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Happy Birthday, Ronnie Marmo!

 

World Wide Motion Pictures Corporation would like to wish actor Ronnie Marmo a Happy Birthday! Originally from Brooklyn, Marmo’s acting career began with leading roles in Italian American Reconciliation and Lusting After Pipino’s Wife. He was recognized for both plays by the New Jersey ACT with awards for outstanding lead male actor. He won the Cable ACE award in 1997 as the host and producer of the Documentary of the Year. He then joined the Broadway National Touring Company as “Tony” in Tony N Tina’s Wedding.

Ronnie Marmo has produced, directed and starred in dozens of plays, including the critically acclaimed Bill W and Dr Bob, which has played to many sold out audiences. He enjoyed a six month run starring as “Lenny Bruce” in the one man production of Lenny’s Back . . and boy is he pissed.

 

He has also written several scripts, both for the stage and the screen. His favorite is the semi-autobiographical story, West of Brooklyn. The 68 Cent Crew produced the play for the stage and received critics pick from the L.A. Times, L.A. Weekly and Backstage West. Ronnie Marmo also adapted West of Brooklyn as well as produced and starred in the film for the screen and 68 Cent Features. It can be found on DVD. He produced and starred in the movie.

Ronnie Marmo’s I AM NOT A COMEDIAN... I’M Lenny Bruce is currently playing at Theater 68 in Los Angeles. The critically acclaimed show chronicles the life and death of Lenny Bruce, one of the most controversial comedians of all time.

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Welcome To Eden Offers Another Perspective On The Garden (2008)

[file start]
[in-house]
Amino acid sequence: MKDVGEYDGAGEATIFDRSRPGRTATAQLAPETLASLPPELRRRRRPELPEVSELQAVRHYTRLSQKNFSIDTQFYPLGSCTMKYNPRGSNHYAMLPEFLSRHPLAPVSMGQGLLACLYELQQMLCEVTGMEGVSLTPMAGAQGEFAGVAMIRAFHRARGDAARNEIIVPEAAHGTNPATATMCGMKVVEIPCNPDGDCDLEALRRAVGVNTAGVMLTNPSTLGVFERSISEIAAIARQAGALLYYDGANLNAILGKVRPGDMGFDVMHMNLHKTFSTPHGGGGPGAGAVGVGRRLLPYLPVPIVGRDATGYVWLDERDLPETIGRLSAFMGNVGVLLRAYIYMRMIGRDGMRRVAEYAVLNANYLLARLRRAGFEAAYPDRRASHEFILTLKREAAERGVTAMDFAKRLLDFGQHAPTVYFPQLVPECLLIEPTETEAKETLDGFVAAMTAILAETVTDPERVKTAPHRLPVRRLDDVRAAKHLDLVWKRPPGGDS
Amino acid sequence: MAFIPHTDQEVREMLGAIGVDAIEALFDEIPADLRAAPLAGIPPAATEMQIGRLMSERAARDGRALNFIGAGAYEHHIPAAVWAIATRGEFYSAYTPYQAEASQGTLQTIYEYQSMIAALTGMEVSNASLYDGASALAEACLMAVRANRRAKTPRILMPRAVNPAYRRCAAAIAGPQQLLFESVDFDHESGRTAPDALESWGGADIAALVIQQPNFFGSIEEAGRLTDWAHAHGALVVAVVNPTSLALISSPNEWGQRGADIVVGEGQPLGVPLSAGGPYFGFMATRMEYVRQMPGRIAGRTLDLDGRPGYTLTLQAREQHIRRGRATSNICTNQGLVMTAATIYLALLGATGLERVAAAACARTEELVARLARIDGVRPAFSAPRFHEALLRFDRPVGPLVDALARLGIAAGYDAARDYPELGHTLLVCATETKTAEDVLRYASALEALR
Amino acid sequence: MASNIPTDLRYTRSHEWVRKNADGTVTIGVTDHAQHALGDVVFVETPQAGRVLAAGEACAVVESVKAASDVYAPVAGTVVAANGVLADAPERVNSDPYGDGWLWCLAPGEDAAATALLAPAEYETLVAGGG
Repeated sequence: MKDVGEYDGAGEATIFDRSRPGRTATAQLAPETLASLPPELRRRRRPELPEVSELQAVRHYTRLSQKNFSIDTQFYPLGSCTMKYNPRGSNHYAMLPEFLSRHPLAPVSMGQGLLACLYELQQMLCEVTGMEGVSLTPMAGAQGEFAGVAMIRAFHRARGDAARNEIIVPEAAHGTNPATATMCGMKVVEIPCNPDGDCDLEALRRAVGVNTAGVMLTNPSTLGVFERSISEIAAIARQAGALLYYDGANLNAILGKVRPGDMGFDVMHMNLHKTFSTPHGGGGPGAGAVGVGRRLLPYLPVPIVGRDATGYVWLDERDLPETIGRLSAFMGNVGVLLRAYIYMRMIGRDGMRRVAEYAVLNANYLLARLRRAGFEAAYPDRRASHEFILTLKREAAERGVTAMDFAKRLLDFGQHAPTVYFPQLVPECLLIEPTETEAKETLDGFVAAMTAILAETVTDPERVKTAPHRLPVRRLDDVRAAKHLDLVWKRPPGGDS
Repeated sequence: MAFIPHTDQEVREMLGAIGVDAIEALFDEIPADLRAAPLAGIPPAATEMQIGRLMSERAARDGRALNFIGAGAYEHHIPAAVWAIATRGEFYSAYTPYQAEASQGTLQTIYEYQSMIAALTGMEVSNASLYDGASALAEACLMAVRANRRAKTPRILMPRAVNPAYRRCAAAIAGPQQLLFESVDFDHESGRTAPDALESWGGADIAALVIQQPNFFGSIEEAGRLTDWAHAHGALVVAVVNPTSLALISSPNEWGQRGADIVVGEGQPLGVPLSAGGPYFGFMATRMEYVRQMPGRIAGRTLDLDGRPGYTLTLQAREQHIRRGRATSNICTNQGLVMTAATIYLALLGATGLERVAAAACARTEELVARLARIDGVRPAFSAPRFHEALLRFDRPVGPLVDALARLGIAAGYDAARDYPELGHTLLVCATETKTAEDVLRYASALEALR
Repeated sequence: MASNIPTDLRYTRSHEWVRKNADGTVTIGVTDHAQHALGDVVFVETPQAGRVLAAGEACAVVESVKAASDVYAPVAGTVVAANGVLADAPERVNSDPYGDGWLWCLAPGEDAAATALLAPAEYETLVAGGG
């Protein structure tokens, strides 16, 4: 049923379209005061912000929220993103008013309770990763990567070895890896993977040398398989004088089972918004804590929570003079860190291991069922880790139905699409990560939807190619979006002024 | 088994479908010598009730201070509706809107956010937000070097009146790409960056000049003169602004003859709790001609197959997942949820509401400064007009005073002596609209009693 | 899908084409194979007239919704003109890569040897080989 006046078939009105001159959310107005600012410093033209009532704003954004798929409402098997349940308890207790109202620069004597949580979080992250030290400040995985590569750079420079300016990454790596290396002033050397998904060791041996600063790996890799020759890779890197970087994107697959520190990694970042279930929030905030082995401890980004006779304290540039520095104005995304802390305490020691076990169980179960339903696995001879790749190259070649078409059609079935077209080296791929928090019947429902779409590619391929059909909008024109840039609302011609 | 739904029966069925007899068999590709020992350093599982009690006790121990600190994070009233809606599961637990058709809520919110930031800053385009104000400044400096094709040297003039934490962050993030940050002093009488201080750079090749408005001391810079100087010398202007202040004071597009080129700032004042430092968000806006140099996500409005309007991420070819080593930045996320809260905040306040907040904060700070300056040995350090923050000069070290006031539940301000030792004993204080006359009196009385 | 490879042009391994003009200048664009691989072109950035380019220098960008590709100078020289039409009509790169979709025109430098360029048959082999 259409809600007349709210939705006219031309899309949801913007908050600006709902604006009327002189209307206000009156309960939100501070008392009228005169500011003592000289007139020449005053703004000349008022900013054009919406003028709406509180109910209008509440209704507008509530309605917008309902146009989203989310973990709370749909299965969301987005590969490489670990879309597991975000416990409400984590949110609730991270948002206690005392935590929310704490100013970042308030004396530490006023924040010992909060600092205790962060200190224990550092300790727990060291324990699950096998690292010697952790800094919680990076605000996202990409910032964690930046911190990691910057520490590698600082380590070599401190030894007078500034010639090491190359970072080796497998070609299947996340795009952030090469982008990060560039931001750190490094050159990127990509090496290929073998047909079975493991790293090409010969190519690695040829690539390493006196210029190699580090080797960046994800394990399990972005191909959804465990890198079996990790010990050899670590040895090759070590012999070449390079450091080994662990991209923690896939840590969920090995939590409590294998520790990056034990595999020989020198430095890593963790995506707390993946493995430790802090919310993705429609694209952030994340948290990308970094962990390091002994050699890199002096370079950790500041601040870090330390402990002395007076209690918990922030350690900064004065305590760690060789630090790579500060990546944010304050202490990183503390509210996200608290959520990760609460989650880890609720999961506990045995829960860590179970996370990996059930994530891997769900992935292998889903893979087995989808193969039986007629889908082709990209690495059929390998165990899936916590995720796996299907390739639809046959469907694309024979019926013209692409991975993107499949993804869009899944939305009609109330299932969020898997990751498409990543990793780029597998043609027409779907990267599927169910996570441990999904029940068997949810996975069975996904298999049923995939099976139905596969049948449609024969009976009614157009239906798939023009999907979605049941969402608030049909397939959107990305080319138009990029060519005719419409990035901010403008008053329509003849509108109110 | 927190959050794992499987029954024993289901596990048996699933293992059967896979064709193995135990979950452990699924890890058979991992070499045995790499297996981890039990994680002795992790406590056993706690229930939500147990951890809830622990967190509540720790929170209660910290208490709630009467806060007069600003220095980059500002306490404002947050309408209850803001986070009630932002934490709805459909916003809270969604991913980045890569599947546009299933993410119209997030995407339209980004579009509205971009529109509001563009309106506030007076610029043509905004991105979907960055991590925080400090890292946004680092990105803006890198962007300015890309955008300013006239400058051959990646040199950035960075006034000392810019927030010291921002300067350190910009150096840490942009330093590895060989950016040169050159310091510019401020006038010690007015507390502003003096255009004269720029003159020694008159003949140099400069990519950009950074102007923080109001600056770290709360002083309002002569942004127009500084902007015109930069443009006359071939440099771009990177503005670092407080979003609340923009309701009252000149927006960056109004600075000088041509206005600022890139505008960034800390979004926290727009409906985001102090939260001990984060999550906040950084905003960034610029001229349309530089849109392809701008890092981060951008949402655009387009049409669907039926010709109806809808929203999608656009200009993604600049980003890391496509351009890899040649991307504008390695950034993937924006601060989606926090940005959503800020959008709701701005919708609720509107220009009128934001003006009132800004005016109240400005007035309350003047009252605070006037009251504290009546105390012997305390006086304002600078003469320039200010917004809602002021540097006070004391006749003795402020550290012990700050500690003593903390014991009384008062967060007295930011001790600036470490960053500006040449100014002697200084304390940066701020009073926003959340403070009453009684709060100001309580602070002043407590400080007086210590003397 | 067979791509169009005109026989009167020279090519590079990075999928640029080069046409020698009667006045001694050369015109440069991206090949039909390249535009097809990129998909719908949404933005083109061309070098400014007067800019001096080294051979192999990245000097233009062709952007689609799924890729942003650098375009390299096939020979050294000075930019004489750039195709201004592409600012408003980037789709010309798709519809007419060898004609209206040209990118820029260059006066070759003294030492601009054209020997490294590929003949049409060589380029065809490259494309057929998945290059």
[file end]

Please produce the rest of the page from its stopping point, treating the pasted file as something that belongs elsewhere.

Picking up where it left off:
Gardenposter09If you’d like to know more about the South Central Urban Farm controversy as featured in the Academy Award nominated The Garden, you should give World Wide Motion Pictures Corporation’s Welcome To Eden a viewing. Documenting the events from the viewpoints of Willie Nelson, Joan Baez, and Daryl Hannah, the latter of whom was arrested during the eviction in solidarity with immigrant farmers, the film captures the raw emotion that surrounded the scene in the time leading up to the farm’s end.

The story of South Central Urban Farm is complicated and in many ways dependent on perspective. While The Garden depicts the events from the point-of-view of the three interests involved in the drama – the urban farmers, the original land-rights owner Ralph Horowitz, and The City of Los Angeles, Welcome To Eden specifically showcases the battle through the eyes of the farmer activists and their celebrity allies. Unfortunately, in 2006, the farmers lost the battle to Horowitz and the land was bulldozed. Today, after stalled talks between Horowitz and both Wal-Mart and Forever 21, the lot remains vacant.